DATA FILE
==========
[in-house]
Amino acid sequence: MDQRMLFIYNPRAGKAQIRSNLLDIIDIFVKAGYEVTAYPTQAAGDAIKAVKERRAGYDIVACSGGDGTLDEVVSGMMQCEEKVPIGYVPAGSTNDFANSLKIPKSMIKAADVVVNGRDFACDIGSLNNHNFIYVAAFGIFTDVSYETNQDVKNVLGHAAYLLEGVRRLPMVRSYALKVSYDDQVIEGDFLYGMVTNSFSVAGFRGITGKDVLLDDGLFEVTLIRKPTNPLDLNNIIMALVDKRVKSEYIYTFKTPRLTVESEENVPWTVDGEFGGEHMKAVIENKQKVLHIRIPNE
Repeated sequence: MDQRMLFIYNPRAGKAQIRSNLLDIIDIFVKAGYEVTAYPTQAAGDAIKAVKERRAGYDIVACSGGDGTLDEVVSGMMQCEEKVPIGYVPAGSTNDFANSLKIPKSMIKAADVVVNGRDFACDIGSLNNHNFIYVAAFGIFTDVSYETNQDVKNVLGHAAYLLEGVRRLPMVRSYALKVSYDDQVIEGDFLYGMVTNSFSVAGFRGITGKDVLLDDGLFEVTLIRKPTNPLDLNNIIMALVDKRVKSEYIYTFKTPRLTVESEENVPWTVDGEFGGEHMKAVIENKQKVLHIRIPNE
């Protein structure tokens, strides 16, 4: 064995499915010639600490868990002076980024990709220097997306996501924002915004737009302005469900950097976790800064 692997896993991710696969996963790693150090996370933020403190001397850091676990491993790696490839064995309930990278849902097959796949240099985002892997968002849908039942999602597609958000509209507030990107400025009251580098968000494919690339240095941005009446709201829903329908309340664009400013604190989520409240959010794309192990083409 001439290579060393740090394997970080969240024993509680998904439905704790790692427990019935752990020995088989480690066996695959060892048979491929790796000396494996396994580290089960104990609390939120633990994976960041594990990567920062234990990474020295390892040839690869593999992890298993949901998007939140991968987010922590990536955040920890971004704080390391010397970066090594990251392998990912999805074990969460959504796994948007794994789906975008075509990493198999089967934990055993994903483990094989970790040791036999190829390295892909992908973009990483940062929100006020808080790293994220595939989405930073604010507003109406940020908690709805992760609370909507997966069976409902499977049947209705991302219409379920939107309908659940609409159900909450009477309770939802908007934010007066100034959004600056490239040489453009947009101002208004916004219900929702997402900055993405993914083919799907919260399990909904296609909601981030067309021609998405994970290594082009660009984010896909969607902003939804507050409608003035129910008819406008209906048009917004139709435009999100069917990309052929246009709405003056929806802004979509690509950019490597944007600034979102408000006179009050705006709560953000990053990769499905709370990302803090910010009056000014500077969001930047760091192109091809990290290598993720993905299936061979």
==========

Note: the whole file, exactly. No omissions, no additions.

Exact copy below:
[in-house]
Amino acid sequence: MDQRMLFIYNPRAGKAQIRSNLLDIIDIFVKAGYEVTAYPTQAAGDAIKAVKERRAGYDIVACSGGDGTLDEVVSGMMQCEEKVPIGYVPAGSTNDFANSLKIPKSMIKAADVVVNGRDFACDIGSLNNHNFIYVAAFGIFTDVSYETNQDVKNVLGHAAYLLEGVRRLPMVRSYALKVSYDDQVIEGDFLYGMVTNSFSVAGFRGITGKDVLLDDGLFEVTLIRKPTNPLDLNNIIMALVDKRVKSEYIYTFKTPRLTVESEENVPWTVDGEFGGEHMKAVIENKQKVLHIRIPNE
Repeated sequence: MDQRMLFIYNPRAGKAQIRSNLLDIIDIFVKAGYEVTAYPTQAAGDAIKAVKERRAGYDIVACSGGDGTLDEVVSGMMQCEEKVPIGYVPAGSTNDFANSLKIPKSMIKAADVVVNGRDFACDIGSLNNHNFIYVAAFGIFTDVSYETNQDVKNVLGHAAYLLEGVRRLPMVRSYALKVSYDDQVIEGDFLYGMVTNSFSVAGFRGITGKDVLLDDGLFEVTLIRKPTNPLDLNNIIMALVDKRVKSEYIYTFKTPRLTVESEENVPWTVDGEFGGEHMKAVIENKQKVLHIRIPNE
């Protein structure tokens, strides 16, 4: 064995499915010639600490868990002076980024990709220097997306996501924002915004737009302005469900950097976790800064 692997896993991710696969996963790693150090996370933020403190001397850091676990491993790696490839064995309930990278849902097959796949240099985002892997968002849908039942999602597609958000509209507030990107400025009251580098968000494919690339240095941005009446709201829903329908309340664009400013604190989520409240959010794309192990083409 001439290579060393740090394997970080969240024993509680998904439905704790790692427990019935752990020995088989480690066996695959060892048979491929790796000396494996396994580290089960104990609390939120633990994976960041594990990567920062234990990474020295390892040839690869593999992890298993949901998007939140991968987010922590990536955040920890971004704080390391010397970066090594990251392998990912999805074990969460959504796994948007794994789906975008075509990493198999089967934990055993994903483990094989970790040791036999190829390295892909992908973009990483940062929100006020808080790293994220595939989405930073604010507003109406940020908690709805992760609370909507997966069976409902499977049947209705991302219409379920939107309908659940609409159900909450009477309770939802908007934010007066100034959004600056490239040489453009947009101002208004916004219900929702997402900055993405993914083919799907919260399990909904296609909601981030067309021609998405994970290594082009660009984010896909969607902003939804507050409608003035129910008819406008209906048009917004139709435009999100069917990309052929246009709405003056929806802004979509690509950019490597944007600034979102408000006179009050705006709560953000990053990769499905709370990302803090910010009056000014500077969001930047760091192109091809990290290598993720993905299936061979």